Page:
The second issue has to do with tax policy: as mentioned in the dissent, the specific wording of the provisions surrounding the tax credits are not unusual in the tax world, which functions in many ways like logic in a computer program would. Like in programming, receiving your credit depends on the yes or no answers to a series of questions. The first that the law asks is “is your income less than 400% of the Federal Poverty Level?” If not, you are not eligible for a credit. If you fall in that category, the law itself then looks to determine your “premium assistance credit amount.” This number is determined by reference to the cost of your policy obtained “through an Exchange established by the State.”9 In other words, if you didn’t get your insurance from that eligible source, you would be eligible for a credit, but the amount would be $0.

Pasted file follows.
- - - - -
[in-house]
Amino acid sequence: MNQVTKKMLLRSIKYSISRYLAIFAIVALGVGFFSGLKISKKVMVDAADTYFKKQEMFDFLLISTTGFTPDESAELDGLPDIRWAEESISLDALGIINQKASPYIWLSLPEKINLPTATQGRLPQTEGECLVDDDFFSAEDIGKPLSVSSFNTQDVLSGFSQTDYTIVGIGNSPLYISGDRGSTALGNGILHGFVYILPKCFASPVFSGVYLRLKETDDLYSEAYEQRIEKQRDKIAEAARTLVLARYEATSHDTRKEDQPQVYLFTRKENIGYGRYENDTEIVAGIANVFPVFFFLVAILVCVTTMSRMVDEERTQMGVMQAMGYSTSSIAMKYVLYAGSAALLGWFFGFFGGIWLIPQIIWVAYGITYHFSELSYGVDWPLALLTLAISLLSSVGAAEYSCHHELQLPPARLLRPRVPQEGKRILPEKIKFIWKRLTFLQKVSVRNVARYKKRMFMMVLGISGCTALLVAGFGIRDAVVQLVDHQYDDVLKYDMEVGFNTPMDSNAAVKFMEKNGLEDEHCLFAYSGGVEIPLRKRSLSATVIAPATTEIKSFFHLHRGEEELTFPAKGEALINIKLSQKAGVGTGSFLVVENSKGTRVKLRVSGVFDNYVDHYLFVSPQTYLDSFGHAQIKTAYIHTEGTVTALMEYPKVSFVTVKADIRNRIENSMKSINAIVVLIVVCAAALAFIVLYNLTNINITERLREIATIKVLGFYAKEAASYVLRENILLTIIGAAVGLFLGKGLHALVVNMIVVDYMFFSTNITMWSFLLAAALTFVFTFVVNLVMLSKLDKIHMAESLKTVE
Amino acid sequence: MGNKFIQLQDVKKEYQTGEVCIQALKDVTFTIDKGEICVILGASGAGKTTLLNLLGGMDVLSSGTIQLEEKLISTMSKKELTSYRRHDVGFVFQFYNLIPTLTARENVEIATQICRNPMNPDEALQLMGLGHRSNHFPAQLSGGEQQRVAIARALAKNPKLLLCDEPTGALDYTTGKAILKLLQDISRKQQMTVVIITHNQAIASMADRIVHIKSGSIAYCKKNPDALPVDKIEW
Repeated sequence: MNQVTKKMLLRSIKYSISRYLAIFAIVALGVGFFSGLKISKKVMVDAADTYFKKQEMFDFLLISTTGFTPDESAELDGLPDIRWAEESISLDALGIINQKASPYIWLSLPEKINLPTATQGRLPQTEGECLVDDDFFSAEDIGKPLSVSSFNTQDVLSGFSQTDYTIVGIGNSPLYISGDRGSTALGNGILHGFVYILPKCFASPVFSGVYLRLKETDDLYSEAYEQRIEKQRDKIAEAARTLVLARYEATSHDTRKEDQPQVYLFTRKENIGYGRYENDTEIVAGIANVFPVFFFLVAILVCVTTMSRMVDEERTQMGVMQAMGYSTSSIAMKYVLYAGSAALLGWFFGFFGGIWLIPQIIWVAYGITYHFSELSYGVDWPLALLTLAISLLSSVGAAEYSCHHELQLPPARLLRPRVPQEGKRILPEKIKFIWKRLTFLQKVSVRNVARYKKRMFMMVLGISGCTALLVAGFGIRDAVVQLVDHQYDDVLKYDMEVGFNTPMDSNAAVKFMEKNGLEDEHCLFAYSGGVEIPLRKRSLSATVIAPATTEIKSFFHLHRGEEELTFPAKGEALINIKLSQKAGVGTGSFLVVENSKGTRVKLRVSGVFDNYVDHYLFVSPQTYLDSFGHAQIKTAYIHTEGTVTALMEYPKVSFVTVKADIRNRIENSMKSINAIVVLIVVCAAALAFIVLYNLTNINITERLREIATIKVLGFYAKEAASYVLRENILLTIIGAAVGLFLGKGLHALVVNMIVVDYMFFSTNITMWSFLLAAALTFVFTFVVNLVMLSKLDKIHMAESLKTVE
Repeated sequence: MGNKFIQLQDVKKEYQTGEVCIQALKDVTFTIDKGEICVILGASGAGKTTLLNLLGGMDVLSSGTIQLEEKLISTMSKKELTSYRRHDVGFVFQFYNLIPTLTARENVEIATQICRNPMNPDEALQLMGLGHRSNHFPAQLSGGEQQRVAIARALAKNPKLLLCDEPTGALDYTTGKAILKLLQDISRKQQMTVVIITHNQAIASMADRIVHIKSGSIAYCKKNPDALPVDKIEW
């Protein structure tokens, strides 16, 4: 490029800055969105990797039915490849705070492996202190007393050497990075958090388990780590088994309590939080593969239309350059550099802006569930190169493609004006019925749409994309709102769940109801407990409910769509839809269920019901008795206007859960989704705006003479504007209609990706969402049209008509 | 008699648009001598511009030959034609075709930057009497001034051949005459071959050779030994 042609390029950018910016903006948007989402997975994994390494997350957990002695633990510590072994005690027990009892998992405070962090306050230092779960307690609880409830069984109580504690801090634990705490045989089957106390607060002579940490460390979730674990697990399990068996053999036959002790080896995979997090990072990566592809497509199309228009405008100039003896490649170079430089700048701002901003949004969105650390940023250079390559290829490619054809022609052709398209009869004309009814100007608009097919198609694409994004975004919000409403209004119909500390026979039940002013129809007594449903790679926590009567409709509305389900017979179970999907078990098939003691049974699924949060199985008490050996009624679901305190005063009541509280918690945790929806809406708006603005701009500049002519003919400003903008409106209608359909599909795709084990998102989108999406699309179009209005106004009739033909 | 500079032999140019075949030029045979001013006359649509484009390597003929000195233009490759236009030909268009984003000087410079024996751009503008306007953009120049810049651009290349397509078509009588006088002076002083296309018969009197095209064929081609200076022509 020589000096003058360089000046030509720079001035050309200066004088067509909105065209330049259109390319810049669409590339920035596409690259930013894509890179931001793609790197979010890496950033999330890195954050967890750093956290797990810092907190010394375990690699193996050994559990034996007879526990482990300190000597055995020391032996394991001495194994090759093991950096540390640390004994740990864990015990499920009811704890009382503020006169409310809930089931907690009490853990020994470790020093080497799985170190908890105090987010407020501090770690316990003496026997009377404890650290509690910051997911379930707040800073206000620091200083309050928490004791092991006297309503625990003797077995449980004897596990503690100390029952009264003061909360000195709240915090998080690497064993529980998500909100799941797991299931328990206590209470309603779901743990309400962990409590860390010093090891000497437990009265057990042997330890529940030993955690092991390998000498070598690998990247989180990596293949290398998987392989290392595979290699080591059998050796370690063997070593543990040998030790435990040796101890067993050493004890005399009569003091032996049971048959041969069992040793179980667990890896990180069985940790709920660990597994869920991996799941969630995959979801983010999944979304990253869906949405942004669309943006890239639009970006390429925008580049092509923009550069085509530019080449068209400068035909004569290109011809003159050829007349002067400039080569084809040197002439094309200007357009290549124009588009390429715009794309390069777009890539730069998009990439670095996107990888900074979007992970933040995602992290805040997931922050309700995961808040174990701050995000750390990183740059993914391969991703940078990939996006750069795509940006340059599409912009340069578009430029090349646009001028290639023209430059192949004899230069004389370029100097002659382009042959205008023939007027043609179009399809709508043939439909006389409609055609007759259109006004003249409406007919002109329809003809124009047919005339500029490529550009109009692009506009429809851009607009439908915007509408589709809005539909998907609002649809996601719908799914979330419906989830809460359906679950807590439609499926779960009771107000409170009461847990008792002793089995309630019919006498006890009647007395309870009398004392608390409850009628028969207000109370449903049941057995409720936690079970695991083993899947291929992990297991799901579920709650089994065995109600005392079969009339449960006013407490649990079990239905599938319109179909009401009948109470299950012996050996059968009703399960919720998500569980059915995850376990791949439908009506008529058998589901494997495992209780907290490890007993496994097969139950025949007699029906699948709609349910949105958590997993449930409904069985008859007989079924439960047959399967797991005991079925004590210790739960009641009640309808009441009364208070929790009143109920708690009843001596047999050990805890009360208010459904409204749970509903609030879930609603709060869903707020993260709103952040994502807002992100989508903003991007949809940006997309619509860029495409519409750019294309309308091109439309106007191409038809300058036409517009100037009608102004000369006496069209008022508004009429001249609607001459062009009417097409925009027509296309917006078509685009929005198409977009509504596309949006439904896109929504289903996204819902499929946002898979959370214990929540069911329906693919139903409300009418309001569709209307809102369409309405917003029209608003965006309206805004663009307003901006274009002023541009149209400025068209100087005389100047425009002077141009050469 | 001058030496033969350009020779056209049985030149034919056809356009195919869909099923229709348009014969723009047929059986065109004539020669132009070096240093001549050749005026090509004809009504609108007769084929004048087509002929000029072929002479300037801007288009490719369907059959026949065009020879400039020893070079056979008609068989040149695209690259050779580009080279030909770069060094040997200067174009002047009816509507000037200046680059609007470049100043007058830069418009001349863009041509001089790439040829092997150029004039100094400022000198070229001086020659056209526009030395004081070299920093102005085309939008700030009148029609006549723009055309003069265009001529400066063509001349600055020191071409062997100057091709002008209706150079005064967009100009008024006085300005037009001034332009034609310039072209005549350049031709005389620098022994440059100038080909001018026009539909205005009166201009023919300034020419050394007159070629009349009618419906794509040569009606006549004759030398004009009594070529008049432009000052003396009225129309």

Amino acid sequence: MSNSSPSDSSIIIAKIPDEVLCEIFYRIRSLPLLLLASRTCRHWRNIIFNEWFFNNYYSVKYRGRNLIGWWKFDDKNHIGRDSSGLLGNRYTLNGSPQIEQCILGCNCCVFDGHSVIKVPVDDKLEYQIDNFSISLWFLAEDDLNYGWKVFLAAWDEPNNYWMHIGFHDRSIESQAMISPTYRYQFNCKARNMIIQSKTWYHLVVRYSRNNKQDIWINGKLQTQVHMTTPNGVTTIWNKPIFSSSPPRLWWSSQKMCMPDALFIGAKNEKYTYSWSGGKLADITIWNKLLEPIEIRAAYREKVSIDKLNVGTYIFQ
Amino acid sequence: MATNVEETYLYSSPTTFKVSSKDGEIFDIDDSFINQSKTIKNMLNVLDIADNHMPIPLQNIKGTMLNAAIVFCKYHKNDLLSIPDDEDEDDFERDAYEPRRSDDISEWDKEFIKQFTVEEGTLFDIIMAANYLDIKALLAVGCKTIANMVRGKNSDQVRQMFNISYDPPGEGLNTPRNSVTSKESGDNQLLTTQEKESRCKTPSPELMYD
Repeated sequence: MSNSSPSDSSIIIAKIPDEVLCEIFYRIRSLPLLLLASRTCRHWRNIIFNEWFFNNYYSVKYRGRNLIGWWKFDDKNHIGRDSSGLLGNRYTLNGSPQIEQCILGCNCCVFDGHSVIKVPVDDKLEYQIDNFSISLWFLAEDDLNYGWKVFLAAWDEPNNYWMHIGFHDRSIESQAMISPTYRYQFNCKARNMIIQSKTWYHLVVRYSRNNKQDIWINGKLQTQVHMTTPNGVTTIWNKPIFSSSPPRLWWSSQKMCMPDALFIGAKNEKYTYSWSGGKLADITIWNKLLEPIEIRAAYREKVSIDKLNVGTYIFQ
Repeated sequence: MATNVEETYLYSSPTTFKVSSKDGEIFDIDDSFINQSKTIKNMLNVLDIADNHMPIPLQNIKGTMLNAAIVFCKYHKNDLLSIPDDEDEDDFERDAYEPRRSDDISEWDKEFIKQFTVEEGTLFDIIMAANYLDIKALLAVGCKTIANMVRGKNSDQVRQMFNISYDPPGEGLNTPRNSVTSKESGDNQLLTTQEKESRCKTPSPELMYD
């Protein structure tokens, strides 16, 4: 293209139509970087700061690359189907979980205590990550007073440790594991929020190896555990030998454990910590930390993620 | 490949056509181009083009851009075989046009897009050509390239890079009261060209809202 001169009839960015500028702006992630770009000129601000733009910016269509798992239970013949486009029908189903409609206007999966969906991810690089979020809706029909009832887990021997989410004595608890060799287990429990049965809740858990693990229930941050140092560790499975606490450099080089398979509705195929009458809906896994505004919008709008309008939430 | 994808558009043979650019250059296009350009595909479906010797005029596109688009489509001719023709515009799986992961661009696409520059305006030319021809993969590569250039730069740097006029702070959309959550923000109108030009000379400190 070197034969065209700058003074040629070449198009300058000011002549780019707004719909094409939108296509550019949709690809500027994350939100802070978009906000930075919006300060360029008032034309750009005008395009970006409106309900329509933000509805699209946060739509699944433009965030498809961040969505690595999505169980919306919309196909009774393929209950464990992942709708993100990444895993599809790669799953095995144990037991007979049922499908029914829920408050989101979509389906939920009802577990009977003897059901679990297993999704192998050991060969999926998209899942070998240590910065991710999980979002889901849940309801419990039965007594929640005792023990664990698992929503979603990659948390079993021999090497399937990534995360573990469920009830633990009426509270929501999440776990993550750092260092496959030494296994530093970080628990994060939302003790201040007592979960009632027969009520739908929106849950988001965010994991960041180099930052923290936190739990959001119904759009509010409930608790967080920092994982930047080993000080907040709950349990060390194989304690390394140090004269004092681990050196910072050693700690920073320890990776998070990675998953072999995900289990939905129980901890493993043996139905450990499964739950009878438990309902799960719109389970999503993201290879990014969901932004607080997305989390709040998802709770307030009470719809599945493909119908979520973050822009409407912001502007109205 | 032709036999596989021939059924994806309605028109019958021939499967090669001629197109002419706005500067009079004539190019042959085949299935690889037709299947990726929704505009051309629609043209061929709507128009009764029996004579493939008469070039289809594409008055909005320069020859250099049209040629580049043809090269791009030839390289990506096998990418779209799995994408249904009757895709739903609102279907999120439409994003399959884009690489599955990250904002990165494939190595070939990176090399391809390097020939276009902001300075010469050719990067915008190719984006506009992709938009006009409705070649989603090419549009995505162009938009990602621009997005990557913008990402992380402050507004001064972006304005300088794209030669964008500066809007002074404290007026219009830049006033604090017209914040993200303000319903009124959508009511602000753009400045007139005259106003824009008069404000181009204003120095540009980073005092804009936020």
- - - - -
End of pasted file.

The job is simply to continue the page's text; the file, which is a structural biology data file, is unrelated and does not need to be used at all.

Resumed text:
This type of logical progression is very common in the tax world, and the level of precision and mechanics involved in this type of calculation is an essential hallmark of the way the tax code works. This means that allowing “inartful drafting” in the Internal Revenue Code is especially problematic when it comes to how that body of law hangs together.
Finally, tying both of the first two concerns together, this raises a crucial philosophical question about the way that our country works. If it’s clear that the legislators goofed, but at the same time they goofed not by saying something unclear but by clearly saying something else entirely, how do we fix that? The answer from the Court yesterday is that the Supreme Court steps in and calls “no harm, no foul.”